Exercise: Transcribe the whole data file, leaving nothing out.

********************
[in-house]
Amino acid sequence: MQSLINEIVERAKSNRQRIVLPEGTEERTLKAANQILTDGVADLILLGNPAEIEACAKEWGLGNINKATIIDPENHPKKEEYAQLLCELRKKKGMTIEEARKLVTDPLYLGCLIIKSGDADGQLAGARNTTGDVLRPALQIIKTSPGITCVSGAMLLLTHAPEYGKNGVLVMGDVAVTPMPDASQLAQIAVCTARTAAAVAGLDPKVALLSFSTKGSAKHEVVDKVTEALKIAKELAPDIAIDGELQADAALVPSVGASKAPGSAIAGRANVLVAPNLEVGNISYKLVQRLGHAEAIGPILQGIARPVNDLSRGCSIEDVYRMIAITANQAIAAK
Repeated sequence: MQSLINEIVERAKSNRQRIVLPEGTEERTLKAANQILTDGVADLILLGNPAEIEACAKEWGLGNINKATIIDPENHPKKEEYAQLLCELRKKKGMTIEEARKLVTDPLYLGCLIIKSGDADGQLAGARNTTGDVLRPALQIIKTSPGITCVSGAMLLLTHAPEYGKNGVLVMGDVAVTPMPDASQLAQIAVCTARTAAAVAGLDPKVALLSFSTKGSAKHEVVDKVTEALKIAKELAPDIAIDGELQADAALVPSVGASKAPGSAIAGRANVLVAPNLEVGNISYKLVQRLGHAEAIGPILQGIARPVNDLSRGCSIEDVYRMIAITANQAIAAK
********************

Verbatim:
[in-house]
Amino acid sequence: MQSLINEIVERAKSNRQRIVLPEGTEERTLKAANQILTDGVADLILLGNPAEIEACAKEWGLGNINKATIIDPENHPKKEEYAQLLCELRKKKGMTIEEARKLVTDPLYLGCLIIKSGDADGQLAGARNTTGDVLRPALQIIKTSPGITCVSGAMLLLTHAPEYGKNGVLVMGDVAVTPMPDASQLAQIAVCTARTAAAVAGLDPKVALLSFSTKGSAKHEVVDKVTEALKIAKELAPDIAIDGELQADAALVPSVGASKAPGSAIAGRANVLVAPNLEVGNISYKLVQRLGHAEAIGPILQGIARPVNDLSRGCSIEDVYRMIAITANQAIAAK
Repeated sequence: MQSLINEIVERAKSNRQRIVLPEGTEERTLKAANQILTDGVADLILLGNPAEIEACAKEWGLGNINKATIIDPENHPKKEEYAQLLCELRKKKGMTIEEARKLVTDPLYLGCLIIKSGDADGQLAGARNTTGDVLRPALQIIKTSPGITCVSGAMLLLTHAPEYGKNGVLVMGDVAVTPMPDASQLAQIAVCTARTAAAVAGLDPKVALLSFSTKGSAKHEVVDKVTEALKIAKELAPDIAIDGELQADAALVPSVGASKAPGSAIAGRANVLVAPNLEVGNISYKLVQRLGHAEAIGPILQGIARPVNDLSRGCSIEDVYRMIAITANQAIAAK